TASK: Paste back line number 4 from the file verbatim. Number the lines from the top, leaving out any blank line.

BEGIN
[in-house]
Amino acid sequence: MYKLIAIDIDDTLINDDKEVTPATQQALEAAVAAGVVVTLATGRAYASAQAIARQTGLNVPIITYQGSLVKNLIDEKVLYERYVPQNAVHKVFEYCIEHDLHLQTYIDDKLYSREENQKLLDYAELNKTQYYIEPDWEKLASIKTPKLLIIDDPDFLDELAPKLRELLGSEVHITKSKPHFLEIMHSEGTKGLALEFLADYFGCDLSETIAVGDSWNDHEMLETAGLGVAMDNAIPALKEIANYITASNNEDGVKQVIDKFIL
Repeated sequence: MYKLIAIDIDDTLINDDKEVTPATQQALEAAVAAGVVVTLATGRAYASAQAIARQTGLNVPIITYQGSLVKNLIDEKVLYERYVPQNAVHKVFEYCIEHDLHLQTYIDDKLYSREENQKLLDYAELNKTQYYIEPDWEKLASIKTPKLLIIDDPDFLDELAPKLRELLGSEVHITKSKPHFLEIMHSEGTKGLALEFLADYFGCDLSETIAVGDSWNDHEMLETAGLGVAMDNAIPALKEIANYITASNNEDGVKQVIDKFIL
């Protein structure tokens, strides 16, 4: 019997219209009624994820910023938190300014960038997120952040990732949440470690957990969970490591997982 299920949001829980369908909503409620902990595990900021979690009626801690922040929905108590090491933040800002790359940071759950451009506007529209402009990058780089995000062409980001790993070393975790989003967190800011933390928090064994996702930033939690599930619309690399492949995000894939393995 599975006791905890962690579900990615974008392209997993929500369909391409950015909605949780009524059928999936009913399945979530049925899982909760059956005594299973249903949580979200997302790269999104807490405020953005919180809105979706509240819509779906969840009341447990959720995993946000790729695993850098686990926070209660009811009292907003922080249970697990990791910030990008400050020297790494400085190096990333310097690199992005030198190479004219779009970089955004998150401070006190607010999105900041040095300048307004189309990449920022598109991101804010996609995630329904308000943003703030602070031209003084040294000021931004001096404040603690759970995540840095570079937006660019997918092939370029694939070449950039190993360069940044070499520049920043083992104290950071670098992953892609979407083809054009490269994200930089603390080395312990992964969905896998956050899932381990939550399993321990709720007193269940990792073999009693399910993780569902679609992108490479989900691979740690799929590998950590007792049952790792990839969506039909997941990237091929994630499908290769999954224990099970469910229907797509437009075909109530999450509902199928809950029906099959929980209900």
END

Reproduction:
């Protein structure tokens, strides 16, 4: 019997219209009624994820910023938190300014960038997120952040990732949440470690957990969970490591997982 299920949001829980369908909503409620902990595990900021979690009626801690922040929905108590090491933040800002790359940071759950451009506007529209402009990058780089995000062409980001790993070393975790989003967190800011933390928090064994996702930033939690599930619309690399492949995000894939393995 599975006791905890962690579900990615974008392209997993929500369909391409950015909605949780009524059928999936009913399945979530049925899982909760059956005594299973249903949580979200997302790269999104807490405020953005919180809105979706509240819509779906969840009341447990959720995993946000790729695993850098686990926070209660009811009292907003922080249970697990990791910030990008400050020297790494400085190096990333310097690199992005030198190479004219779009970089955004998150401070006190607010999105900041040095300048307004189309990449920022598109991101804010996609995630329904308000943003703030602070031209003084040294000021931004001096404040603690759970995540840095570079937006660019997918092939370029694939070449950039190993360069940044070499520049920043083992104290950071670098992953892609979407083809054009490269994200930089603390080395312990992964969905896998956050899932381990939550399993321990709720007193269940990792073999009693399910993780569902679609992108490479989900691979740690799929590998950590007792049952790792990839969506039909997941990237091929994630499908290769999954224990099970469910229907797509437009075909109530999450509902199928809950029906099959929980209900």